In Acts 20:24 he said, “My whole goal is to finish my course and the ministry which I received from the Lord Jesus, to testify solemnly of the gospel of the grace of God.” It is what drove Paul on, it was part of his purpose, part of his motives every day of his life.
Keep your finger here, turn a few pages to the left, to Colossians, chapter 1, the very end of chapter 1, in verses 28 and 29. We have another expression of Paul’s motives, his guiding motives. He said, “We proclaim Jesus, admonishing every man (every person) and teaching every person with all wisdom, so that we may present every person complete in Christ.” And, he says “It is for this purpose that I labor.” It is working to the point of sweat, “striving according to God’s power, which mightily works within me.”
Paul’s guiding motives in his life. He says, ‘Timothy, you followed my purpose, you closely followed,’ fourthly, ‘my faith. You watched me and saw how I trusted God. I trusted God’s power, I trusted God’s providence in my life.’
He said, ‘You closely followed,’ number five, ‘my patience.’ We could translate this ‘long suffering.’ This is a word that refers to putting up with people. He says, ‘You watched closely my example of putting up with people, putting up with the criticism that came, putting up with the unreliability of people, the fickleness of people, the immaturity of people.’ He said, ‘You watched carefully my patience, my long-suffering.’
‘You closely followed,’ number six, ‘my love.’ He is saying, ‘You watched my example, you saw that I am not out to use people, rather I am out to care for people and to build people up.’
He said, ‘You followed closely,’ number seven, ‘my perseverance.’ It’s the word, in the original, ‘hupomone’ h-u-p-o-m-o-n-e. This word refers to life circumstances. The other word, patience, had to do with putting up with people, this has to do with putting up with life circumstances, holding up under the pressure of life, sticking with it when the going gets tough. It did in Paul’s life. If you’ve forgotten that, you need to take a visit later back to 2 Corinthians, chapter 11, and just look at the circumstances he dealt with in his life.
He said, ‘You have followed closely,’ numbers eight and nine, in verse 11, ‘my persecutions and my sufferings, such as happened to me at Antioch, at Iconium and at Lystra.’ He said, ‘Do you remember the example of what happened there?’ He is referring to three cities he visited on his first missionary journey. If you wanted to summarize what happened on that first missionary journey you could summarize it with the phrase, ‘R & R,’ that’s pretty much what happened to him on his first missionary journey, especially at Antioch, Iconium, and Lystra. It was R & R, it was riots and rocks, that is what he experienced.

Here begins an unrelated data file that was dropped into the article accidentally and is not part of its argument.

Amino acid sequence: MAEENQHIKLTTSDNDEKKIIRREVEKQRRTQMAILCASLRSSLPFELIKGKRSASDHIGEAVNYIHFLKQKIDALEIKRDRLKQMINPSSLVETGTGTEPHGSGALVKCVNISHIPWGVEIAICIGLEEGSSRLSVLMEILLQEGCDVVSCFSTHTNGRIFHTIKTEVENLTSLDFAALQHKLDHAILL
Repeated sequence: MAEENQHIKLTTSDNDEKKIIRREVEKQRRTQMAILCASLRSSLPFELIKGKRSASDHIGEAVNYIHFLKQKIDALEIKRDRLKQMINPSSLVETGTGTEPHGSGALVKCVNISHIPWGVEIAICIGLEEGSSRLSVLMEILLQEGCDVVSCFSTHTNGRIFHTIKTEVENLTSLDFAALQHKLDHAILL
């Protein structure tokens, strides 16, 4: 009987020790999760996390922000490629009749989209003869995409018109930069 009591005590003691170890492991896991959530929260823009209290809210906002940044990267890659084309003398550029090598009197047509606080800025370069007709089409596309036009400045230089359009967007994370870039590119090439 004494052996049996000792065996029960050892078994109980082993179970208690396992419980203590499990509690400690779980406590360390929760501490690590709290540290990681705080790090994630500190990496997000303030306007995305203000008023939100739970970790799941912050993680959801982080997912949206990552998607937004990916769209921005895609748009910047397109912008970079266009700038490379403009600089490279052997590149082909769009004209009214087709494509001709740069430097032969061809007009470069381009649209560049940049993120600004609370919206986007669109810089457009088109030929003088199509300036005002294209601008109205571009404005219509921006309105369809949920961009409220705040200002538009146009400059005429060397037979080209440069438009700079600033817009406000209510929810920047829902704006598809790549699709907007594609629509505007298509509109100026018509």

He talks about, ‘You remember such as happened to me at Antioch,’ we see from Acts 13:50, there you have the elite women and men of the city who start a riot against Paul.
Then, he said, ‘You saw such as happened to me at Iconium.’ We learn from Acts, chapter 14, verses 4-6, we see there another little mini riot and a plot to stone Paul. You remember what stoning was? That is where you got pretty big, chunky rocks and threw them at somebody so hard that eventually you killed them.
He said, ‘You saw such as happened to me at Lystra.’ We learned from Acts, chapter 14, verse 19, that is where Paul…not really a riot…and Paul got stoned. He was under a pile of rocks and they thought he was dead, which is what normally happened, but God healed him and he popped right back up.
He said, “You closely followed my persecutions and sufferings, such as happened to me at Antioch, Iconium and Lystra; what persecutions I endured, and out of them all the Lord rescued me!”
One might be thinking right about now, ‘Wait a minute, you talk about persecutions and sufferings, that is not always the result for people. We’ve heard stories of people who underwent persecutions and suffering and they don’t end up surviving physically. It’s not always the result, that there is a physical survival.’
I like what William Hendrickson wrote, he said this, ‘The Lord ever rescues His people, frequently from death, sometimes by means of death, either way nothing ever separates them from His love.’
He says to Timothy, ‘You closely followed my example.’ It is important to learn from consistent godly examples.
Now, as we come down to the next verses, the main verb tenses are going to shift to future tense. This is what we can expect. Look at verse 12, he says there, “Indeed,” the NIV says, “In fact,” let me give you the facts, “All who desire to live godly in Christ Jesus will be persecuted.”
By the way, this is one of numerous counter verses in the Bible to a common set of teaching out there we call the prosperity living teaching. It is the teaching that says that God desires for every believer, it is the will of God for every believer to be 100% healthy and 100% wealthy. Prosperity living teaching just flat does not hold up to the Word of God. In fact, it just doesn’t hold up to what we even observe in life. Try selling prosperity living teaching to followers of Jesus in a totalitarian Islamic country. It’s not going to wash [people won’t believe it or accept it]. They are going to laugh you right out of the city. Because, you see, in some of these countries being a follower of Jesus Christ is against the law. In some of these countries, by being a follower of Jesus Christ you will face arrest, you will face beatings, you will face imprisonment and you will even face worse.